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Cooking & Curing from "Charcuterie": Part 2

Charcuterie Cookbook

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#271 snowangel

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Posted 29 April 2006 - 04:51 PM

My "recipe" for the vension sausages:

3.5 lb. venison
1.5 lb. back fat
1/4 cup minced fresh sage (packed)
2 generous T of fennel seeds (toasted)
1 cup dried cherries (these had sugar in them) soaked for a while in 1/2 cup of wine. (Drained the wine and reserved when I did the mix with the diced stuff and spices in a bowl)
2 generous teaspoons of cracked black pepper. Ground reasonably fine
2 (or was it 3) T of kosher salt
4 minced cloves of garlic

I probably could have gone with a higher percentabe of back fat, and I could have paddled it longer, or paddled it when it wasn't so cold. It was really, really cold.

When I paddled it, I ended up adding another 3/4 c or so of water.
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#272 Mallet

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Posted 29 April 2006 - 05:02 PM

How do you all think a beer fridge would work as a curing chamber?
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#273 snowangel

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Posted 29 April 2006 - 05:33 PM

How do you all think a beer fridge would work as a curing chamber?

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I don't know, but I'd sure like to have a better idea about a curing chamber. We have one room in the house which is always cold, but it's not dark (and I think that's essential, but I'm not sure). I'm actually loathe to finish this room -- not that I mind drywalling and wiring the room -- but because I'm thinking Curing Chamber somewhere in this room.

This topic is getting so long that we just might need a separate "curing chamber" topic.
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#274 snowangel

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Posted 29 April 2006 - 09:02 PM

My in-laws were over this afternoon, and we gave them a small package of the venison sausages. THey had many questions about my sausage making, and the one thing Diana and I have agreed upon is that we will definitely be looking into a different stuffer. The KA is a pain in the blanking butt for stuffing.
Susan Fahning aka "snowangel"

#275 Bombdog

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Posted 30 April 2006 - 06:33 AM

How do you all think a beer fridge would work as a curing chamber?

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I have an older refrigerator in my garage that I use as a curing chamber. I cleaned it out, removed all but the topmost shelf supports and it works fine. I keep a thermometer and hygrometer on a door shelf and a pan of salted water on the floor.

Susan, if your room is cold enough, why don't you get a large box and rig up a method to hang things. That would take care of the light issue. Is your humidity in that room high enough?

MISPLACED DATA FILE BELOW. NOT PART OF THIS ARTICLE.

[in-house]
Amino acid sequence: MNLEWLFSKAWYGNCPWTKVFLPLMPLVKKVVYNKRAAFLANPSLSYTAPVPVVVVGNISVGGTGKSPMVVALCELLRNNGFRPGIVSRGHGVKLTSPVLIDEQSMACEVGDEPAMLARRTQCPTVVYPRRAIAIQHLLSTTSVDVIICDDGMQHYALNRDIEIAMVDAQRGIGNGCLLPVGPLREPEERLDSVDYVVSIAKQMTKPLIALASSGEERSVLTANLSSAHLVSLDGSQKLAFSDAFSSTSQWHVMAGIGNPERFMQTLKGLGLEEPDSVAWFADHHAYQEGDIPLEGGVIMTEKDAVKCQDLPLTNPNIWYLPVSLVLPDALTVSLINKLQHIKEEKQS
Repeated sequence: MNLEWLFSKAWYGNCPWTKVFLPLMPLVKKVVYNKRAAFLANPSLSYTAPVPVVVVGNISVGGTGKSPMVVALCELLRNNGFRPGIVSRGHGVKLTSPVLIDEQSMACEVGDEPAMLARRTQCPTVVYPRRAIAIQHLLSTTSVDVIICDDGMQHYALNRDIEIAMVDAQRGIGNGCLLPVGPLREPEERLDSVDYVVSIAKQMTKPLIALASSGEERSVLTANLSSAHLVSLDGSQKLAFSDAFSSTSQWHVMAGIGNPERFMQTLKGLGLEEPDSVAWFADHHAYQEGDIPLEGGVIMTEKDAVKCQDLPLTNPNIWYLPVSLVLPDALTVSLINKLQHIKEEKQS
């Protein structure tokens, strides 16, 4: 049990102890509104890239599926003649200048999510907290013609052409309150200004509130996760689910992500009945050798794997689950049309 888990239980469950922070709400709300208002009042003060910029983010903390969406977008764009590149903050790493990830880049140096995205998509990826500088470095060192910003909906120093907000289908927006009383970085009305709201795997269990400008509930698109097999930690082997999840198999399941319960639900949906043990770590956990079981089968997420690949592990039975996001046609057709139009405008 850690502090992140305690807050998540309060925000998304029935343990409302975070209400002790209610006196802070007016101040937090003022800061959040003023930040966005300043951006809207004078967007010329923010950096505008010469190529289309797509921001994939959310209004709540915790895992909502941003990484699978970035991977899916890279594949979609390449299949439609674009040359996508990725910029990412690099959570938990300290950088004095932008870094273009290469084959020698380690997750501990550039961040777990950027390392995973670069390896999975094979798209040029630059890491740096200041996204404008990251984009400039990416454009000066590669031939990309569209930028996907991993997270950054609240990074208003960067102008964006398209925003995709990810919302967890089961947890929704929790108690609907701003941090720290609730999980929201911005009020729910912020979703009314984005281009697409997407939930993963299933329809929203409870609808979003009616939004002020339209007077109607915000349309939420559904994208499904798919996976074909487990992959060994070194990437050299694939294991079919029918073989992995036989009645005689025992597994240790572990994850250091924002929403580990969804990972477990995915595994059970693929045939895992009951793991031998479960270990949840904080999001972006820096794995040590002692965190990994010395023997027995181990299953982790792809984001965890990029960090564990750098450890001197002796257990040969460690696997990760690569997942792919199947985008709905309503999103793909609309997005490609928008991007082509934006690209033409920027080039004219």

And THANKS for posting the venison sausage recipe.
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#276 snowangel

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Posted 30 April 2006 - 06:35 AM

Another stupid question. With the old fridge curing chamber, do you keep the door closed while you are curing?
Susan Fahning aka "snowangel"

#277 Bombdog

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Posted 30 April 2006 - 06:36 AM

Jason

I checked on my lamb proscuitto yesterday. So far I've only lost 3 oz since I hung it. I lost 16 oz during the cure, but not much since hanging. Do you weigh yours before and after, or just go by texture. It's feeling pretty firm right now.
Dave Valentin
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#278 Bombdog

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Posted 30 April 2006 - 06:38 AM

Another stupid question.  With the old fridge curing chamber, do you keep the door closed while you are curing?

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Yes. I have it plugged in and set to the warmest setting. I'm actually using the freezer for other things. I figured that this way I was getting air circulation with it coming on and off occasionally. It keeps it a bit cooler than the idea temps, (48-52F) but so far that doesn't seem to be giving me any problems.
Dave Valentin
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#279 Mallet

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Posted 01 May 2006 - 05:56 AM

I'm going to try the pork confit this week, minus the pink salt (don't yet have any). I was thinking of confiting (?) rib chops, then grilling them.
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#280 Bombdog

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Posted 01 May 2006 - 07:22 AM

I'm going to try the pork confit this week, minus the pink salt (don't yet have any). I was thinking of confiting (?) rib chops, then grilling them.

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I'm thinking that sound pretty interesting...let us know how it works
Dave Valentin